Are you researching group health insurance plans for small businesses? If so, you need to understand the difference between group health insurance agents and brokers.
In 2018 Arizona small businesses must put their best foot forward when it comes to attracting and keeping new employees. One great benefit you can offer your staff is access to a group health insurance plan.
Whether you have just one or two employees or a couple dozen, offering your current and new employees a variety of health insurance plans can provide you with that incentive needed to entice new talent and grow your business.
But sorting through a pile of paper about group health insurance plans for small businesses is no easy task because there are so many variables, plans, options, and jargon.
One of the first things you should understand is the difference between a group health insurance agent and a broker. This article provides helpful info as you make this first critical choice on your path to offering your employees' group health insurance in Arizona.
Whew! We survived the 2018 Arizona health insurance open enrollment.
Now that the open enrollment is behind us, our attention can now shift to that one topic we all love - Taxes!!
Did you know the Internal Revenue Service (IRS) requires you to declare your Affordable Care Act (ACA) status when you file your tax return?
That’s right, the ACA is in cahoots with the IRS.
You can visit those pages to get the info yourself, or you can keep reading to get a quick summary of what’s new at the IRS about the ACA and your Arizona health insurance coverage.
As baby boomers reach retirement age, the number of people enrolled in the nation’s Medicare program is reaching record numbers. While Medicare will cover some of the health care expenses for eligible seniors, most of Arizona’s older residents will need to enroll in some form of supplemental insurance. With so many different plan choices and enrollment deadlines, eligible citizens are often confused about Medicare Supplemental Insurance in Arizona.
Parents are always looking for the best advice on taking care of their child’s teeth, starting as soon as their first teeth break the gum. It doesn’t take long for a baby’s toothless smile erupts into a string of baby teeth, and this is a perfect time for the dentist to take a careful look at the development of your child’s mouth. This also means that it is time for you to get your child on your dental insurance plan.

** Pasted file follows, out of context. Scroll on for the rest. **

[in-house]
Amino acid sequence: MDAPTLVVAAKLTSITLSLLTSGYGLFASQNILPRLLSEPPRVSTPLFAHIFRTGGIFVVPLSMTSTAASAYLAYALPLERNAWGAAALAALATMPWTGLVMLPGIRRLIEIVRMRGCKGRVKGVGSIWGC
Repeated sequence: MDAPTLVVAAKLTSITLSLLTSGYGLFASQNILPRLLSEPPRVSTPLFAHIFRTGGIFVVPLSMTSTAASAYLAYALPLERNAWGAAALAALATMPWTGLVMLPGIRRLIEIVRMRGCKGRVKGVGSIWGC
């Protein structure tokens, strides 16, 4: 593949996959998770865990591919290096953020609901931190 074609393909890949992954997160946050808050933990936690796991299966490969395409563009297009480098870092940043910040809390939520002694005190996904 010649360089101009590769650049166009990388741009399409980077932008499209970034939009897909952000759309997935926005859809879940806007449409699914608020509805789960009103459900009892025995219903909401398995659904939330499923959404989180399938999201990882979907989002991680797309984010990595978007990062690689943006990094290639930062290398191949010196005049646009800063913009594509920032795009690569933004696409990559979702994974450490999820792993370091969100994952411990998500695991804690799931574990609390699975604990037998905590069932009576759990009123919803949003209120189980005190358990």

If you watch too much cable news, you might come away with the idea that the Affordable Care Act has bankrupted Medicare, or that benefits were being pulled from seniors. With more than 40 million people aged 65 and older in the United States, this would be a major concern, but it simply isn't true. In fact, many Medicare benefits are getting better because of the Affordable Care Act. Plans to potentially repeal the ACA may negatively impact medicare.
For better or worse; for richer or poorer; in sickness and in Wealth?
What are the consequences to employment in the health sector if President Trump follows through on his campaign promise to repeal the Affordable Care Act? That may not be as big a concern as we once thought… Instead of abolishing it, his language has changed from "repealed" to "amended" to "repair & replace" so now, though no one knows exactly what's going to happen, it appears that millions won't be left without coverage.
Maybe his solution will be worse than former President Obama's plan; maybe it will have the same net-effect; hopefully it will be even more comprehensive and better. We're going to have to wait and see.
According to an article that appeared on Forbes.com ("How Obamacare's Victory Makes it Easier to Raise Medicare's Retirement Age"), the ratification of Obamacare gives Congress the option of raising Medicare's retirement age. Congress could contend that low-income seniors who would normally need Medicare may be able to gain coverage from a state insurance exchange. There are some advantages and disadvantages to raising the age requirement for Medicare as well as some possible issues with President Trump's selection for budget director, Mick Mulvaney eyeing Medicare as a potential spot for budget cuts.
If you are a resident of Arizona who is approaching age 65, it is important that you thoroughly understand how Medicare insurance works. Many retirees are confused about the timing and requirements for Medicare and don’t know whether they qualify for Medicare supplemental insurance in Arizona.
Also known as a “Medigap” policy, Medicare supplemental insurance helps Arizona citizens close the “gaps” in Medicare by providing for deductibles and coinsurance. However, there are certain time-sensitive purchasing qualifications that exist in Arizona.
For example, once a Medicare recipient reaches the age of 65 and joins Part B, they can sign up for a Medigap policy within three months of their 65th birthday. This is known as Medigap open enrollment. If seniors enroll during this period, they cannot be denied coverage for a pre-existing condition, nor can they be placed on a waiting list.
The Open Enrollment period for 2017 health insurance ends January 31, 2017. You only have a short time to get enrolled for this year's health insurance unless you have a qualifying event. Below are helful links and information to help you choose the right Arizona group health insurance or medicare before Open Enrollment closes.
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